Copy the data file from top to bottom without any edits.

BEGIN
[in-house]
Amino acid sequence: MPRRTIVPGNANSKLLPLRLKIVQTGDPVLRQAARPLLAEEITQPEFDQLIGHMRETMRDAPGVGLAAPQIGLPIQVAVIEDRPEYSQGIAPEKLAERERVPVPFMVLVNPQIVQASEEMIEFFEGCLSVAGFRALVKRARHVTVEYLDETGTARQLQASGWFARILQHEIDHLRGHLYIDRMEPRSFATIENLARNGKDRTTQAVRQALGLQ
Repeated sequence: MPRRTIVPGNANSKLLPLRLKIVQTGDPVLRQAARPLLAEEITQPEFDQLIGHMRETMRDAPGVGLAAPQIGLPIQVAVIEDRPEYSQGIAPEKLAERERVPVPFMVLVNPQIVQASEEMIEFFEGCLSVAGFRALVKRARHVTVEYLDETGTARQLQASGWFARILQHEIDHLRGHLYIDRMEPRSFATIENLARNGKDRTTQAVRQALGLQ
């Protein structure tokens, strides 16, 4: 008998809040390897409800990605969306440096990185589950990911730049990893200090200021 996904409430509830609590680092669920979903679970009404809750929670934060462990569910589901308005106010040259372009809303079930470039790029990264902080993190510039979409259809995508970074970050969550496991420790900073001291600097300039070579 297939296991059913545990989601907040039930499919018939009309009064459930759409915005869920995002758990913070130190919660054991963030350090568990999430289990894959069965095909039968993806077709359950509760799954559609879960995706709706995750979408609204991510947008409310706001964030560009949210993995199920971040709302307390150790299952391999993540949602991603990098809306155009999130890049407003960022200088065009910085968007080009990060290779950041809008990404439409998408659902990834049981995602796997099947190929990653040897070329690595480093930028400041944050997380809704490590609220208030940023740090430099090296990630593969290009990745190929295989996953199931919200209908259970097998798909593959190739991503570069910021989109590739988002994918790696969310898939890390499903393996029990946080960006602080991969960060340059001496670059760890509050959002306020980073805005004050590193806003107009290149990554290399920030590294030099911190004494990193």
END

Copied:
[in-house]
Amino acid sequence: MPRRTIVPGNANSKLLPLRLKIVQTGDPVLRQAARPLLAEEITQPEFDQLIGHMRETMRDAPGVGLAAPQIGLPIQVAVIEDRPEYSQGIAPEKLAERERVPVPFMVLVNPQIVQASEEMIEFFEGCLSVAGFRALVKRARHVTVEYLDETGTARQLQASGWFARILQHEIDHLRGHLYIDRMEPRSFATIENLARNGKDRTTQAVRQALGLQ
Repeated sequence: MPRRTIVPGNANSKLLPLRLKIVQTGDPVLRQAARPLLAEEITQPEFDQLIGHMRETMRDAPGVGLAAPQIGLPIQVAVIEDRPEYSQGIAPEKLAERERVPVPFMVLVNPQIVQASEEMIEFFEGCLSVAGFRALVKRARHVTVEYLDETGTARQLQASGWFARILQHEIDHLRGHLYIDRMEPRSFATIENLARNGKDRTTQAVRQALGLQ
């Protein structure tokens, strides 16, 4: 008998809040390897409800990605969306440096990185589950990911730049990893200090200021 996904409430509830609590680092669920979903679970009404809750929670934060462990569910589901308005106010040259372009809303079930470039790029990264902080993190510039979409259809995508970074970050969550496991420790900073001291600097300039070579 297939296991059913545990989601907040039930499919018939009309009064459930759409915005869920995002758990913070130190919660054991963030350090568990999430289990894959069965095909039968993806077709359950509760799954559609879960995706709706995750979408609204991510947008409310706001964030560009949210993995199920971040709302307390150790299952391999993540949602991603990098809306155009999130890049407003960022200088065009910085968007080009990060290779950041809008990404439409998408659902990834049981995602796997099947190929990653040897070329690595480093930028400041944050997380809704490590609220208030940023740090430099090296990630593969290009990745190929295989996953199931919200209908259970097998798909593959190739991503570069910021989109590739988002994918790696969310898939890390499903393996029990946080960006602080991969960060340059001496670059760890509050959002306020980073805005004050590193806003107009290149990554290399920030590294030099911190004494990193």